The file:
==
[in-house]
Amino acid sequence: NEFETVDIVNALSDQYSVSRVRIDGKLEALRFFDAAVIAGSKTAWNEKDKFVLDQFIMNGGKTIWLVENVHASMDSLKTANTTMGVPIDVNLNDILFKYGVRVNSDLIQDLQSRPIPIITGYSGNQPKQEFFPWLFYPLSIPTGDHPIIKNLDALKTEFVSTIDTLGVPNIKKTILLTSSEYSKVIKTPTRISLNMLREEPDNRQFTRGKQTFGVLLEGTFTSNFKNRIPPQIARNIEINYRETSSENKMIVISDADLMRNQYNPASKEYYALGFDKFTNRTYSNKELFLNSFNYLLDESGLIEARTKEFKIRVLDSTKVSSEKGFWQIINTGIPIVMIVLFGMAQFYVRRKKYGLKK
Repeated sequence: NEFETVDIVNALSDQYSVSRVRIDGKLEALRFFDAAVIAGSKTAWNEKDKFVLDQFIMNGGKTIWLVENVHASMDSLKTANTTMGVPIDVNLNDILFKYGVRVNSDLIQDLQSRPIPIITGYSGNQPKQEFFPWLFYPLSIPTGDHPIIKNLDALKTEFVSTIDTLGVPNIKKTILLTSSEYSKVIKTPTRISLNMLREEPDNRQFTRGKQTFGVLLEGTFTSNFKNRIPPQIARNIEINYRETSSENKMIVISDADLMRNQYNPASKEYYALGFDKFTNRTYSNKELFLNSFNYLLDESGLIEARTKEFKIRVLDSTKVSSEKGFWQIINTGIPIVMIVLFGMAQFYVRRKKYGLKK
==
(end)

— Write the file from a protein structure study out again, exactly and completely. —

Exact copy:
[in-house]
Amino acid sequence: NEFETVDIVNALSDQYSVSRVRIDGKLEALRFFDAAVIAGSKTAWNEKDKFVLDQFIMNGGKTIWLVENVHASMDSLKTANTTMGVPIDVNLNDILFKYGVRVNSDLIQDLQSRPIPIITGYSGNQPKQEFFPWLFYPLSIPTGDHPIIKNLDALKTEFVSTIDTLGVPNIKKTILLTSSEYSKVIKTPTRISLNMLREEPDNRQFTRGKQTFGVLLEGTFTSNFKNRIPPQIARNIEINYRETSSENKMIVISDADLMRNQYNPASKEYYALGFDKFTNRTYSNKELFLNSFNYLLDESGLIEARTKEFKIRVLDSTKVSSEKGFWQIINTGIPIVMIVLFGMAQFYVRRKKYGLKK
Repeated sequence: NEFETVDIVNALSDQYSVSRVRIDGKLEALRFFDAAVIAGSKTAWNEKDKFVLDQFIMNGGKTIWLVENVHASMDSLKTANTTMGVPIDVNLNDILFKYGVRVNSDLIQDLQSRPIPIITGYSGNQPKQEFFPWLFYPLSIPTGDHPIIKNLDALKTEFVSTIDTLGVPNIKKTILLTSSEYSKVIKTPTRISLNMLREEPDNRQFTRGKQTFGVLLEGTFTSNFKNRIPPQIARNIEINYRETSSENKMIVISDADLMRNQYNPASKEYYALGFDKFTNRTYSNKELFLNSFNYLLDESGLIEARTKEFKIRVLDSTKVSSEKGFWQIINTGIPIVMIVLFGMAQFYVRRKKYGLKK